Pre-heat oven to 400˚. Place an egg roll wrapper on a clean, flat surface, endpoints at the top and bottom (diamond shaped). Add one tablespoon of the steak mixture to the middle of the wrapper. Fold the bottom portion of the wrapper over the meat filing, then fold the left and right sides over, then gently roll it 3/4 of the way. Moisten the top corner of the wrapper with a bit of water (as if you were sealing an envelope), then fold it and seal it. Repeat steps with remaining wrappers.
Spray a baking sheet with non-stick cooking spray. Place the egg rolls seam-side down onto the sheet. Lightly brush the top of the egg rolls with olive oil. Bake for 10-12 minutes.
Serve immediately and enjoy.
You can also bake these ahead of time, and warm them up again for about 5-7 minutes.
The basic steps on how to fold an egg roll wrapper.
(courtesy of SimplyRecipes.com)
Several medium or large onions, yellow, white, or red
Balsamic vinegar (optional)
Slice off the stem ends of the onions and place them cut side down on the cutting board. Cut them in half through the root end. Peel the onions. Lay them cut side down and make angled cuts into each onion, aimed at the center, cutting almost all the way, but not completely through the root end. Make the cuts to your desired level of thickness. The root end will help hold the onion together as you cut it, making it easier to cut. Then cut a V in the root end to cut out the tough root holding the slices together.
Use a wide, thick-bottomed sauté pan for maximum pan contact with the onions. Coat the bottom of the pan with olive oil, or a mixture of olive oil and butter (about 1 teaspoon per onion). Heat the pan on medium high heat until the oil is shimmering. Add the onion slices and stir to coat the onions with the oil. Spread the onions out evenly over the pan and let cook, stirring occasionally. Depending on how strong your stovetop burner is you may need to reduce the heat to medium or medium low to prevent the onions from burning or drying out. After 10 minutes, sprinkle some salt over the onions, and if you want, you can add some sugar to help with the caramelization process. (I add only about a teaspoon of sugar for 5 onions, you can add more.) One trick, by the way, to keeping the onions from drying out as they cook is to add a little water to the pan.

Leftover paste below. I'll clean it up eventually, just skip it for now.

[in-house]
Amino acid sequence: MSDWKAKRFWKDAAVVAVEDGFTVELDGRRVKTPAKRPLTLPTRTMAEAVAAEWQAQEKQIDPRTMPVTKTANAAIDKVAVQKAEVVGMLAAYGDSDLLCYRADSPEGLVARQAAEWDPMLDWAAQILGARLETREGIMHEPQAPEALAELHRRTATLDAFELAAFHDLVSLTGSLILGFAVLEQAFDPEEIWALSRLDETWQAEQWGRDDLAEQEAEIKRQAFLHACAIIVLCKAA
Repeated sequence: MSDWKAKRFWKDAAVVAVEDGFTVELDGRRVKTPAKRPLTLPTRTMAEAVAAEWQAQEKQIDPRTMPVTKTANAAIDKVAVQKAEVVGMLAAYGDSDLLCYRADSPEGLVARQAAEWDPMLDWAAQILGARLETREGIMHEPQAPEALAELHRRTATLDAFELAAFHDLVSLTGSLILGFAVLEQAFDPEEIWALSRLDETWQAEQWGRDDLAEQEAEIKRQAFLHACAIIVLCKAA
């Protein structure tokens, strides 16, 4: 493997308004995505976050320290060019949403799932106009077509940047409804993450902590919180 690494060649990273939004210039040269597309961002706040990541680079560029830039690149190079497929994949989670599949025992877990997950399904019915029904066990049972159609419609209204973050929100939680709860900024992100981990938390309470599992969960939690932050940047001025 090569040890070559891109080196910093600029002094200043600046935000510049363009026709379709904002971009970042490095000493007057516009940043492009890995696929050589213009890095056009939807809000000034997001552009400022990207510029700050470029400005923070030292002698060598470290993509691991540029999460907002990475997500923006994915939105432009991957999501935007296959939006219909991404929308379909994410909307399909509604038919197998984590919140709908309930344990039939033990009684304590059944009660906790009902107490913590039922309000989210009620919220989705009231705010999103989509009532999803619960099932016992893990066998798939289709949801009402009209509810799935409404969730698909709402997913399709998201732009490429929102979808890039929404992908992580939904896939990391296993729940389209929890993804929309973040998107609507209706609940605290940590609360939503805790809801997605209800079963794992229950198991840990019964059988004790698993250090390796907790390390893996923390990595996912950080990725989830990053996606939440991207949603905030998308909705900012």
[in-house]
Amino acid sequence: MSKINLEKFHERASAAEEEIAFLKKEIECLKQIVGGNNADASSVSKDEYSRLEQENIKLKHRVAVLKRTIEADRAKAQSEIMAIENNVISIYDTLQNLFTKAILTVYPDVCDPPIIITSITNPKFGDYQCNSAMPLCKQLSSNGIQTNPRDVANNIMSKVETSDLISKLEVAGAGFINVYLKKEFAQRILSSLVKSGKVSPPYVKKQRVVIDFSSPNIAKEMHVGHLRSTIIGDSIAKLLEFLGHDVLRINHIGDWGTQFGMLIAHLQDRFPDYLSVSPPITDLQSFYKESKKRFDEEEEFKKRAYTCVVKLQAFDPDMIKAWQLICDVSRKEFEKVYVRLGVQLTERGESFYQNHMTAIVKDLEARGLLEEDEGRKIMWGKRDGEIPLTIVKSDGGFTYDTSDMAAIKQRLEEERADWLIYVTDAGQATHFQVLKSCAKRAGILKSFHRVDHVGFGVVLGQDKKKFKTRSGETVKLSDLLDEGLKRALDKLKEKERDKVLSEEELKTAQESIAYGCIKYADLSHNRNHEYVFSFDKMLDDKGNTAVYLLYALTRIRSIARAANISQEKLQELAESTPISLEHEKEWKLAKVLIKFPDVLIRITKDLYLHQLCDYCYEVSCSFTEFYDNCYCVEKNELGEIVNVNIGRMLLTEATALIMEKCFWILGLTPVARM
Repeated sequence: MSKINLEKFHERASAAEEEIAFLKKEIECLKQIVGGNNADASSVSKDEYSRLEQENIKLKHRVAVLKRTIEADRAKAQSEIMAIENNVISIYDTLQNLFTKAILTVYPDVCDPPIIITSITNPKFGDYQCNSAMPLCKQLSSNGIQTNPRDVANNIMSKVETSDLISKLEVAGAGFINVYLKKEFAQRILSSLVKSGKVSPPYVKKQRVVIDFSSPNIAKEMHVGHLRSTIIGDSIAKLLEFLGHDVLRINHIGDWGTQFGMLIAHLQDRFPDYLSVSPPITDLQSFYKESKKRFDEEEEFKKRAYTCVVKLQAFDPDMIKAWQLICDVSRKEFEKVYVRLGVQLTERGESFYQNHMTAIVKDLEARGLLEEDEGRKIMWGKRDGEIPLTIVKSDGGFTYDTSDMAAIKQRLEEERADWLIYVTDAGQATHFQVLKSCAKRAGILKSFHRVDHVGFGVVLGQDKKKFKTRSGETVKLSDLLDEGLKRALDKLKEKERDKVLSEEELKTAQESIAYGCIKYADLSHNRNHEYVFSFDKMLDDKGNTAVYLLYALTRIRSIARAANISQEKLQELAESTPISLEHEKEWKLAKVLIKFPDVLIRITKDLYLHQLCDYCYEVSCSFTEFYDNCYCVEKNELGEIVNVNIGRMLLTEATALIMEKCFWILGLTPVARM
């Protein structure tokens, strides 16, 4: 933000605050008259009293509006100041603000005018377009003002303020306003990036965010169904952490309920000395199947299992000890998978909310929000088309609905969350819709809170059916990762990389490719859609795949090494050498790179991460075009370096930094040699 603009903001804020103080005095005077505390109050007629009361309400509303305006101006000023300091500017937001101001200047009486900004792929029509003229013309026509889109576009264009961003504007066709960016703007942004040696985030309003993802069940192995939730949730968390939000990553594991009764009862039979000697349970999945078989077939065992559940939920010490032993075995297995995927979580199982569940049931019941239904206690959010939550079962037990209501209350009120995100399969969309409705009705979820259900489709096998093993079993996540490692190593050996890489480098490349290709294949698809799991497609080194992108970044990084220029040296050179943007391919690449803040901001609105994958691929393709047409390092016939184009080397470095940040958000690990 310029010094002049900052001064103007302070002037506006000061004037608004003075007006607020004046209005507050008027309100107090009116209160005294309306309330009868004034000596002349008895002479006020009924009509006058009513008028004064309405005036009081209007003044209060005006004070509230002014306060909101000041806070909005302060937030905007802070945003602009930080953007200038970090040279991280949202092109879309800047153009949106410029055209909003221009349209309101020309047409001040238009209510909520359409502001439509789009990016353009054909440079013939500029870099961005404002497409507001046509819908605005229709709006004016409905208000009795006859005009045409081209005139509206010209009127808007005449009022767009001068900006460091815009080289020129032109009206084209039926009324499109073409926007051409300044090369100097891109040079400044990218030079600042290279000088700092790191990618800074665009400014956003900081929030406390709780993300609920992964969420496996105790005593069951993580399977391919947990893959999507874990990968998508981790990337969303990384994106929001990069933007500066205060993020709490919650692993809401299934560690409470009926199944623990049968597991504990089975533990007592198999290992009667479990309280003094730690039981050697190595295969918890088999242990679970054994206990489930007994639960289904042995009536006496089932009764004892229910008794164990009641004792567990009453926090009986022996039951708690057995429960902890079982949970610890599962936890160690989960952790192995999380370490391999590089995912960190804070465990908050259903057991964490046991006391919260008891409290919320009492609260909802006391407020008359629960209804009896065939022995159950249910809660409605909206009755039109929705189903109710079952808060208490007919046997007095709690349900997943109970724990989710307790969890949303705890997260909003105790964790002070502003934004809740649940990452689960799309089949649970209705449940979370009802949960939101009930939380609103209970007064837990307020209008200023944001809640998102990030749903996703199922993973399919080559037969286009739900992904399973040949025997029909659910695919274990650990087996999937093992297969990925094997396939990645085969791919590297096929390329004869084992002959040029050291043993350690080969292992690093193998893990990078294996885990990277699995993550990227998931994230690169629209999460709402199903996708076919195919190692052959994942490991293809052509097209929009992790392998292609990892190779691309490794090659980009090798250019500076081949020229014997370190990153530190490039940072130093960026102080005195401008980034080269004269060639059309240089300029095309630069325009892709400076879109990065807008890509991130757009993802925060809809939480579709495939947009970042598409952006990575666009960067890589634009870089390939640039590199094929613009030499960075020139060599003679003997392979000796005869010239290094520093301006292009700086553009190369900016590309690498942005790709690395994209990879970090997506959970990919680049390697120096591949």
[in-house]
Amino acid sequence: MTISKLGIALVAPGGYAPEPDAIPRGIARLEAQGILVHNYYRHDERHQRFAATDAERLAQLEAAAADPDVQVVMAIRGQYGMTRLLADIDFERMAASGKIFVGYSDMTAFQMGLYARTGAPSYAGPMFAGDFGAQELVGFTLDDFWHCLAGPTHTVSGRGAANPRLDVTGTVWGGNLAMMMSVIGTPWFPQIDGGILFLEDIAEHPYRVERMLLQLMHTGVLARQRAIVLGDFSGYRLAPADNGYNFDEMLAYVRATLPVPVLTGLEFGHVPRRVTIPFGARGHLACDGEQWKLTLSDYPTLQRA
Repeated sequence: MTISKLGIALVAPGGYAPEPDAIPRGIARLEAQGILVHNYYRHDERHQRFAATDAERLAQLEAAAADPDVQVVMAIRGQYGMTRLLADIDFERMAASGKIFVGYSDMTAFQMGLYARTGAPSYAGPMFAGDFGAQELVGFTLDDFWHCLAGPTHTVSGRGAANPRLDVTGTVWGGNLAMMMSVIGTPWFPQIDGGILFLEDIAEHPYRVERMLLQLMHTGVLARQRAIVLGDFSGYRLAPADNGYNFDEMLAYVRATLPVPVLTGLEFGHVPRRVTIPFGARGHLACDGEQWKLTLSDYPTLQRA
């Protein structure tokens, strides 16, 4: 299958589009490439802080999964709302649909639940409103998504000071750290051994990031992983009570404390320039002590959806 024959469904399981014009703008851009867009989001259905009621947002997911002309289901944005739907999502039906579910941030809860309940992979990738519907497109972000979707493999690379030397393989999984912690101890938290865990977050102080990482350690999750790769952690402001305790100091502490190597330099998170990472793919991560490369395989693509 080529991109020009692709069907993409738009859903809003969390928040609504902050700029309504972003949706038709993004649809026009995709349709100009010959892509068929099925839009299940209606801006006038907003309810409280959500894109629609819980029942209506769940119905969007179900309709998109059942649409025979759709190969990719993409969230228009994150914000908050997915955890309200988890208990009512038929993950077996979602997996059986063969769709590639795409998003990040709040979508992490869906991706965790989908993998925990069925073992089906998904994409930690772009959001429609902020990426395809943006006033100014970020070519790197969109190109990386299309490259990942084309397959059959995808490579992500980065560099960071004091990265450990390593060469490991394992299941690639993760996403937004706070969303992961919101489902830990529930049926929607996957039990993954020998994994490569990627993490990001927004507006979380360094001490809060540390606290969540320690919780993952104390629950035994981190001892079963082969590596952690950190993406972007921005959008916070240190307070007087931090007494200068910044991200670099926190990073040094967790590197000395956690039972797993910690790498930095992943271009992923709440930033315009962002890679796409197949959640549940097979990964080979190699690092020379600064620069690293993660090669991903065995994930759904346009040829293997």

Let cook for 30 minutes to an hour more, stirring every few minutes. As soon as the onions start sticking to the pan, let them stick a little and brown, but then stir them before they burn. The trick is to let them alone enough to brown (if you stir them too often, they won’t brown), but not so long so that they burn. After the first 20 to 30 minutes you may want to lower the stove temperature a little, and add a little more oil, if you find the onions are verging on burning. A metal spatula will help you scrape up the browned bits from the bottom of the pan as the caramelization proceeds. As the onions cook down, you may find you need to scrape the pan every minute, instead of every few minutes. Continue to cook and scrape, cook and scrape, until the onions are a rich, browned color. At the end of the cooking process you might want to add a little balsamic vinegar or wine to help deglaze the pan and bring some additional flavor to the onions.
Store refrigerated for several days in an air-tight container.